In the long-awaited debut novel from bestselling author and Pulitzer Prize finalist Kelly Link, three teenagers become pawns in a supernatural power struggle.
(February 13, 2024; Random House)

SMOKE AND ASHES: Opium’s Hidden Histories by Amitav Ghosh
Ghosh unravels the impact of the opium trade on global history and in his own family―the climax of a yearslong project.
(February 13, 2024; Farrar, Straus and Giroux)

1927. Olivia “Livy” West is a fearless young pilot with a love of adventure. She yearns to cross oceans and travel the skies. When she learns of the Dole Air Race—a high-stakes contest to be the first to make the 2,400 mile Pacific crossing from the West Coast to Hawai’i—she sets her sights on qualifying. But it soon becomes clear that only men will make the cut.
(February 6, 2024; MIRA)

An abandoned English manor. A peculiar missing portrait. A cozy, deviously clever murder mystery, perfect for fans of Richard Osman and Anthony Horowitz.
(February 13, 2024; Hanover Square Press)

JOYFULL by Radhi Devlukia-Shetty
A passionate self-taught cook and nutritionist, Radhi Devlukia-Shetty’s JoyFull is abundant and inviting. With more than 125 plant-based recipes, it is designed to balance health and satisfaction.
(February 27, 2024; S&S/Simon Element)

In this uplifting memoir, a professor and activist shares what birds can teach us about life, social change, and protecting the environment. Trish O’Kane is an accidental ornithologist. In her nearly two decades writing about justice as an investigative journalist, she’d never paid attention to nature. But then Hurricane Katrine destroyed her New Orleans home, sending her into an emotional tailspin.
(February 27, 2024; Ecco)

THE CURE FOR BURNOUT: How to Find Balance and Reclaim Your Life by Emily Ballesteros
In The Cure for Burnout, burnout management coach and TikTok influencer Emily Ballesteros combines scientific and cultural research, her expertise in organizational psychology, and the tried-and-true strategies she’s successfully implemented with clients around the globe to demystify burnout for our post-pandemic world – and set you on a path toward a life of personal and professional balance. 
(February 13, 2024; The Dial Press)

ON LOCATIONS: Lessons Learned from My Life On Set with The Sopranos and in the Film Industry by Mark Kamine and Mike White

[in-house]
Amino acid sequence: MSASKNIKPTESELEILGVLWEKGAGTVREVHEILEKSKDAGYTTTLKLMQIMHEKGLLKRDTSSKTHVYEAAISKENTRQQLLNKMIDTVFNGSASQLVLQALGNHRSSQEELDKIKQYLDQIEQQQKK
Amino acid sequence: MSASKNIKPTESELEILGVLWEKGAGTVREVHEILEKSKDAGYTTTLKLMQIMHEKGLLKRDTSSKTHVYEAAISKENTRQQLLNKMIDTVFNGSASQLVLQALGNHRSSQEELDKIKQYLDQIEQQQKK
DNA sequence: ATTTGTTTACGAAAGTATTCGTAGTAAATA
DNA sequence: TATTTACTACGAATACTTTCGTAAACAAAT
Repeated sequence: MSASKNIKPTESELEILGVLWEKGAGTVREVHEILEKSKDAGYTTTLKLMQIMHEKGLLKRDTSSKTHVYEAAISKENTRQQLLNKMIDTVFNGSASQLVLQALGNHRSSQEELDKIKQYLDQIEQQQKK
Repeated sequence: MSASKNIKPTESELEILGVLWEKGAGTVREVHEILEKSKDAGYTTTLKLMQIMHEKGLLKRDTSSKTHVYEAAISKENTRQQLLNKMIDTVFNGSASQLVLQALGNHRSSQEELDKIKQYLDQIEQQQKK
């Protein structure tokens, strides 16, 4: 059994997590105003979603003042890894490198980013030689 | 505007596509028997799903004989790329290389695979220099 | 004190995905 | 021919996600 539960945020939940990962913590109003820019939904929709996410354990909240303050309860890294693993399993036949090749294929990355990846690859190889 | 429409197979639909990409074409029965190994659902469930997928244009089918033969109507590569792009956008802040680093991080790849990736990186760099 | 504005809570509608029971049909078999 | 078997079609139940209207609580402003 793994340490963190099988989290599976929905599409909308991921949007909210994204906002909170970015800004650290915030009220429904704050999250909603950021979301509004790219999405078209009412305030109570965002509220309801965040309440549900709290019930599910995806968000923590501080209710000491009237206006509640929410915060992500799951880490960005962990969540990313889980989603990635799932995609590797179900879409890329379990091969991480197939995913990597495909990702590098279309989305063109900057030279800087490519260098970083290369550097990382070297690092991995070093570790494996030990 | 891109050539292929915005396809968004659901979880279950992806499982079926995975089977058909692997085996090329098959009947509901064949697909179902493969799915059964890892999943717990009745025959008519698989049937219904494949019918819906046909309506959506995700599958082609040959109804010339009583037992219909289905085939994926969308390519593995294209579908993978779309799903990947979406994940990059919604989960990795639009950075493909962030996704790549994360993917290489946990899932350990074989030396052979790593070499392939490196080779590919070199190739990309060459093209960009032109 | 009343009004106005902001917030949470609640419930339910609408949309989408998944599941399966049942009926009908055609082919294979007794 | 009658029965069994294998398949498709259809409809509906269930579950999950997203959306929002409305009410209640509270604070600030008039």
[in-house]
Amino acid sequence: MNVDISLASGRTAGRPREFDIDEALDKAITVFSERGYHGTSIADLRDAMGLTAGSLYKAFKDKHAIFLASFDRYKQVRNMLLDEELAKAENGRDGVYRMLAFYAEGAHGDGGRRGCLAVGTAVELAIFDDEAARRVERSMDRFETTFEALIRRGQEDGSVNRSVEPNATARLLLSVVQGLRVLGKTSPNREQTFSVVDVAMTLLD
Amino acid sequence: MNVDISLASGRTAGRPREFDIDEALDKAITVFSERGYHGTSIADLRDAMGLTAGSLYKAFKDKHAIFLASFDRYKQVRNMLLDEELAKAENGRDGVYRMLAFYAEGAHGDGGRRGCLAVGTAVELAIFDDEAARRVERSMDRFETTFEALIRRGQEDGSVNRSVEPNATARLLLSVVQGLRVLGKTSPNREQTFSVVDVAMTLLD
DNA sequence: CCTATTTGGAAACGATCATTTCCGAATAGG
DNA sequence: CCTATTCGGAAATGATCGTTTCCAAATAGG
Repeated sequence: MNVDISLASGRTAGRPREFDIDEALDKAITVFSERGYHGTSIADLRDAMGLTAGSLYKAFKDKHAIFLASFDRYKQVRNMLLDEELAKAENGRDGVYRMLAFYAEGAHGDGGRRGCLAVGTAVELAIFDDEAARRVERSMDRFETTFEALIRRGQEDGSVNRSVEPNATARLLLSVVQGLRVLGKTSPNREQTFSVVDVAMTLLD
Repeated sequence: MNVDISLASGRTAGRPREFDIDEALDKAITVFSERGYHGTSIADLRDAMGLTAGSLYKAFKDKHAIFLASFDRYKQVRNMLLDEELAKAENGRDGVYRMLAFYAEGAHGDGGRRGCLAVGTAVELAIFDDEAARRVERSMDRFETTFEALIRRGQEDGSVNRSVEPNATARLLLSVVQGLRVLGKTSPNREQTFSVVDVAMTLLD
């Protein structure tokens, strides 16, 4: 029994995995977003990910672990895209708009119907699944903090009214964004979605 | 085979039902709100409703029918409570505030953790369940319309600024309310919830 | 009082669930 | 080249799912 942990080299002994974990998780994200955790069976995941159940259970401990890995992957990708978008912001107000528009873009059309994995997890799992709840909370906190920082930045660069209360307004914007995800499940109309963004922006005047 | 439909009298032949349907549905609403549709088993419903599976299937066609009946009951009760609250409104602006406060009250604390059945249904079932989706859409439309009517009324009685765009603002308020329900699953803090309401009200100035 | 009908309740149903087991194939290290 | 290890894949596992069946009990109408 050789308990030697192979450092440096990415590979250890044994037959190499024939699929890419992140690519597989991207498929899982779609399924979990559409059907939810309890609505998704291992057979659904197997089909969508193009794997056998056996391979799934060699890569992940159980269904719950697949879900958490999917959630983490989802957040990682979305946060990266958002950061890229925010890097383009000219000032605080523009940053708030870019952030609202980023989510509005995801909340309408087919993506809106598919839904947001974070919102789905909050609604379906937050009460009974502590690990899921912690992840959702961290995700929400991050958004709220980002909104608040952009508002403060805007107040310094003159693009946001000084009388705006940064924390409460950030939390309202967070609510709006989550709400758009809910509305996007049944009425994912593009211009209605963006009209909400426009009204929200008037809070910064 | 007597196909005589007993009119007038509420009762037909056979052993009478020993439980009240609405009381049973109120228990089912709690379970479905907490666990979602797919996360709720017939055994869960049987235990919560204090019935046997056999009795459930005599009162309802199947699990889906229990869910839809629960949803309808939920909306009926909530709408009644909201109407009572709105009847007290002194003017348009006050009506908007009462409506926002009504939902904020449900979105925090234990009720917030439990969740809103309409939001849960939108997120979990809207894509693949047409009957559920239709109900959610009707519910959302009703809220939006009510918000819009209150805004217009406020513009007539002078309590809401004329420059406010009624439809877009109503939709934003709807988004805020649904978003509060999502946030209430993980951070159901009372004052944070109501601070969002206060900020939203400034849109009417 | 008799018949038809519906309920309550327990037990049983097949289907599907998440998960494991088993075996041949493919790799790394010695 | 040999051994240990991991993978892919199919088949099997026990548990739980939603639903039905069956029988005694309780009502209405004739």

This page-turning account of starting at the lowest rung on the production ladder among enormously famous & outrageously demanding people will be devoured for its insights, gossip, humor, & storytelling. Married and with a child, the author takes unpaid gigs to get a foot in the door, and eventually ends up working on all seasons of The Sopranos, often named the best TV show ever.
(February 6, 2024; Steerforth)

BIG MEG: The Story of the Largest and Most Mysterious Predator that Ever Lived by Tim Flannery and Emma Flannery
Internationally bestselling author and renowned scientist Tim Flannery and his daughter, scientist Emma Flannery, deliver an informative-yet-intimate portrait of the megalodon, an extinct shark and the largest predator of all time.
(February 6, 2024; Atlantic Monthly Press)

What books are you looking forward to in February and are there any here that you’re interested in checking out? Let me know in the comments or on Instagram!

Happy Reading!

The ocean has been on my mind for weeks now… 


Receiving a beautiful, old copy of Moby-Dick for Christmas has really made me want to read some books set on the ocean this year. I’m not ready to re-read Moby-Dick (again), but I’ve never read Hemingway’s Old Man And The Sea and I’ve been wanting to for a while so that’s on my list for March.

However, I’ll be starting off the year with a book that was just published this month and that I’m eager to read! Wild and Distant Seas by Tara Karr Roberts. I talked about it in a couple of posts this month already if you’d like to read more about it!